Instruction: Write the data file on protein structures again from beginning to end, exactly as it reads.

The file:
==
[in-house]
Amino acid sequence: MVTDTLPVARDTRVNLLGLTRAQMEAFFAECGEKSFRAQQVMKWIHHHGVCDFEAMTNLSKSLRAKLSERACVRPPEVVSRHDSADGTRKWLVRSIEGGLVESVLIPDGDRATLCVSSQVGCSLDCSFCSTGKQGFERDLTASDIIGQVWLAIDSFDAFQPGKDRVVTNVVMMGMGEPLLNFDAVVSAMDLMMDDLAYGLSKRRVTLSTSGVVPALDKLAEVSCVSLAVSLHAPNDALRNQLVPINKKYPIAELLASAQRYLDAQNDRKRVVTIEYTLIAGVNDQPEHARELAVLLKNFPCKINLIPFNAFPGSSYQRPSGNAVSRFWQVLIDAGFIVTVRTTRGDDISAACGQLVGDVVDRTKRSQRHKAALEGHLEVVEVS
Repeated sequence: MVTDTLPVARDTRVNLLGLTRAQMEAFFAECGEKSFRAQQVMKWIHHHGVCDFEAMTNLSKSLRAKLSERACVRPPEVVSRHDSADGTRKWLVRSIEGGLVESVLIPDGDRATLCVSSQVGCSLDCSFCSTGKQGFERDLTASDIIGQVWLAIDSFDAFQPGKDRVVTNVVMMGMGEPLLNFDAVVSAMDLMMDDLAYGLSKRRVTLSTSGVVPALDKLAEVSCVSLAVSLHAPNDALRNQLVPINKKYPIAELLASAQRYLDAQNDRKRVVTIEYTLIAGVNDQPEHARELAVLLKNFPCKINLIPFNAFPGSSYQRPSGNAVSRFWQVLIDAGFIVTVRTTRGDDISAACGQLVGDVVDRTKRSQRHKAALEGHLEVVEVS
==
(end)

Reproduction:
[in-house]
Amino acid sequence: MVTDTLPVARDTRVNLLGLTRAQMEAFFAECGEKSFRAQQVMKWIHHHGVCDFEAMTNLSKSLRAKLSERACVRPPEVVSRHDSADGTRKWLVRSIEGGLVESVLIPDGDRATLCVSSQVGCSLDCSFCSTGKQGFERDLTASDIIGQVWLAIDSFDAFQPGKDRVVTNVVMMGMGEPLLNFDAVVSAMDLMMDDLAYGLSKRRVTLSTSGVVPALDKLAEVSCVSLAVSLHAPNDALRNQLVPINKKYPIAELLASAQRYLDAQNDRKRVVTIEYTLIAGVNDQPEHARELAVLLKNFPCKINLIPFNAFPGSSYQRPSGNAVSRFWQVLIDAGFIVTVRTTRGDDISAACGQLVGDVVDRTKRSQRHKAALEGHLEVVEVS
Repeated sequence: MVTDTLPVARDTRVNLLGLTRAQMEAFFAECGEKSFRAQQVMKWIHHHGVCDFEAMTNLSKSLRAKLSERACVRPPEVVSRHDSADGTRKWLVRSIEGGLVESVLIPDGDRATLCVSSQVGCSLDCSFCSTGKQGFERDLTASDIIGQVWLAIDSFDAFQPGKDRVVTNVVMMGMGEPLLNFDAVVSAMDLMMDDLAYGLSKRRVTLSTSGVVPALDKLAEVSCVSLAVSLHAPNDALRNQLVPINKKYPIAELLASAQRYLDAQNDRKRVVTIEYTLIAGVNDQPEHARELAVLLKNFPCKINLIPFNAFPGSSYQRPSGNAVSRFWQVLIDAGFIVTVRTTRGDDISAACGQLVGDVVDRTKRSQRHKAALEGHLEVVEVS